Watch & Listen :: Gemini Downs ‘Will You Marry Me?’

September 5th 2013


“Of all the views to force upon another, that their love is not the same…”

Maybe you’re in love, maybe someone you know is. What’s the big difference between your love and another’s, and who has the right to tell you? Perhaps no one, if you happen to be heterosexual in Australia. If you’re in a same sex relationship though, everyone has an opinion, and you can’t express your love through marriage. At least not yet.


So what do you do?

Well, if you happen to have a few killer pop hooks at hand, you might do what Adelaide’s Gemini Downs have done and sing about your confusion at this double standard. On the eve of Australia’s federal election, the band want to know something really simple; when will same sex couples be able to legally pop the question?

“Will you marry me? Invite the family and tell the story of the day we fell in love?”

The issue of same sex marriage has become little more than a tool in the game of political popularity. We’ve heard promises of legislation being introduced within one hundred days, and conscience votes… maybe! The announcements seem timed for maximal impact with voters, but what will that translate to post-September 7?

Forget the pollies though, what do people want? Polling has shown a marked increase in popular support for same sex marriages with up to 64% of Australians in favour of same sex unions. It now comes down to whether people will vote on it.

Andrew Pople chatted to Jessica Braithwaite from Gemini Downs about brothers, marriage and the power of love (yet strangely not Huey Lewis).


Andrew :: Who are ‘Gemini Downs’ and how long have you been making music?

Jessica :: Gemini Downs is normally a big 9 piece party band with a horns section, tap dancing percussion and catchy pop melodies. We play festivals such as the Big Day Out and Tour Down Under and we are fronted by myself and my little brother Sean, although my littler brother is taller than me now, so I guess I can’t really call him little anymore!

We started as a three piece about three years ago and have been growing in band size ever since. Even now we’re looking to take on more band members so pretty soon we’ll be able to double as a football team. We decided to strip it back for our ‘Will You Marry Me?’ song, because it is an issue so close to our hearts and we really wanted to just focus on the message and the words and the point of what we are trying to say.

A :: ‘Will You Marry Me?’ sounds like the love song Australia needs right now! What inspired this ode to inclusiveness?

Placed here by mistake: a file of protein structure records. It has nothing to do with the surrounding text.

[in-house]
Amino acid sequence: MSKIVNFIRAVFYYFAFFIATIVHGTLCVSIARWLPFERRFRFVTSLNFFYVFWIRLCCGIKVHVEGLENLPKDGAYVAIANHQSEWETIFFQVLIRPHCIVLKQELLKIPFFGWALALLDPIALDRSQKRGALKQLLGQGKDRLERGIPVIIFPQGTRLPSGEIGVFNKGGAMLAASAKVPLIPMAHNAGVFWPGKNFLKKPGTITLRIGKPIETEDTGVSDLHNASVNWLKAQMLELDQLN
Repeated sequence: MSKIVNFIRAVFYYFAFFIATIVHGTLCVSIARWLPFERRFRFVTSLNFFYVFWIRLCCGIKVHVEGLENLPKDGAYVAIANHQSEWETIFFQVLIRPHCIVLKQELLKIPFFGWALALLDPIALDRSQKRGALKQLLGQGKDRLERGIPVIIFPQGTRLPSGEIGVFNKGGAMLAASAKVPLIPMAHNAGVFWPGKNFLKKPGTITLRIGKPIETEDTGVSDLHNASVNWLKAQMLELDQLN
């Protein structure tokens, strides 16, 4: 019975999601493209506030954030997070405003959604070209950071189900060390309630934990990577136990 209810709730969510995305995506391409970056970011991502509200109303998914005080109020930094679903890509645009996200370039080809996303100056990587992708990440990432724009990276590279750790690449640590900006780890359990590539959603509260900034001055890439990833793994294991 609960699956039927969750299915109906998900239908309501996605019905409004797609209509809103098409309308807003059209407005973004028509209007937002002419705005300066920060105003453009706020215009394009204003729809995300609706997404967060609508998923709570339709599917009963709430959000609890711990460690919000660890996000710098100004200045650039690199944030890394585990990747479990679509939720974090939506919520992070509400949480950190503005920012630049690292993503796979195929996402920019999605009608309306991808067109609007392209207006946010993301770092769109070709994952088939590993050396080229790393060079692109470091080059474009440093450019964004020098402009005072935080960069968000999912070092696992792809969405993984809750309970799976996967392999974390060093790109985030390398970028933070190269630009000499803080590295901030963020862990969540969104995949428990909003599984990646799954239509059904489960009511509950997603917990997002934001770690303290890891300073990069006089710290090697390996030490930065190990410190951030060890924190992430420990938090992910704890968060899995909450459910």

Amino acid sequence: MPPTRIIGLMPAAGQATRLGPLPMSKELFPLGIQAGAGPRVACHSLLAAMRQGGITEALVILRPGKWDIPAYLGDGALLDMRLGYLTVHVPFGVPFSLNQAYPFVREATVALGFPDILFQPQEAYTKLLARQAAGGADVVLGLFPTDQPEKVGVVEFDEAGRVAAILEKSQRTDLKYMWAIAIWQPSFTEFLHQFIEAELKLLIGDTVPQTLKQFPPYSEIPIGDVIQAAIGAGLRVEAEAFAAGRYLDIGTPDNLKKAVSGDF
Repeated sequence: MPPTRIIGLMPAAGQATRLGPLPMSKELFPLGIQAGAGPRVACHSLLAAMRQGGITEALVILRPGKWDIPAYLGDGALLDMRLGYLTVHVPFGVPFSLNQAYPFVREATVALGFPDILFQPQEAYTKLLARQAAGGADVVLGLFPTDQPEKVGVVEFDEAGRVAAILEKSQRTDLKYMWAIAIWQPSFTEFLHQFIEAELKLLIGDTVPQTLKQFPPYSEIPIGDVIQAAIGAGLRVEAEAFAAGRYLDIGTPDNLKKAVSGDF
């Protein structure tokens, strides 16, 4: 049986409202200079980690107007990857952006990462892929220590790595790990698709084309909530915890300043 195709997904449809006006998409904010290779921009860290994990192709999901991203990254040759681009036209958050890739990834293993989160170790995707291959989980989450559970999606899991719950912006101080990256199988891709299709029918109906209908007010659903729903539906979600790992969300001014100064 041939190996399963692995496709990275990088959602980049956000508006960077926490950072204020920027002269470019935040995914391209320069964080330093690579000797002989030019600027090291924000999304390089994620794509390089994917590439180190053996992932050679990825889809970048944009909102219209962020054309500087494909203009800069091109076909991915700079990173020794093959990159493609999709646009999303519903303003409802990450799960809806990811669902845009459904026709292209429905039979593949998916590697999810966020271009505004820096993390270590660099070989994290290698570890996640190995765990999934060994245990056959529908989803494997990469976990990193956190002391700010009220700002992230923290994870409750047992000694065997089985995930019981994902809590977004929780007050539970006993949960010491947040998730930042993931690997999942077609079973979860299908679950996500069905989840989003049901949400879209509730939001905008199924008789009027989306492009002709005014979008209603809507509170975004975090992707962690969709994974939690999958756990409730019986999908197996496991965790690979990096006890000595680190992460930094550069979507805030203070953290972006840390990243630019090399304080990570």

J :: I have two older brothers and they are both in love. One of them can marry the love of his life but the other one can’t because he’s gay.

I look at my family and just think to myself, how can the love of one brother be any different to the love of another?

We grew up in a small town where being gay wasn’t all too readily accepted so I wrote this song for my brother to show him that we are right there beside him in the fight for equality, and I know we are not alone. When we first showed the song to my older brother it brought him to tears!


A :: Same sex marriage has become a political football of late, but with so many issues taking centre stage on September 7th can we have hope there might be some progress here?

It’s a shame to see the issue clouded by the mud slinging, terrible advertising campaigns and confusion that comes with an election. It really is such a simple thing. But I suppose the fact that it’s even on the agenda at all is a great sign of progress.

I always try to think of it as a step by step journey and with two out of three main party leaders now in support of marriage equality, my personal belief is that the tide will soon turn, and I will soon be dancing to the YMCA at my big brother’s wedding reception.

Can a song make a difference where political rhetoric fails?


A song can cut through the crap. A song can inspire people and evoke emotions.

A song can take an issue or a story or a message and bring it right back down to its central meaning. Music is such a powerful thing because no matter what your political persuasion is, music is something we all love, so a song can speak to anybody.




Gemini Downs | Andrew Pople



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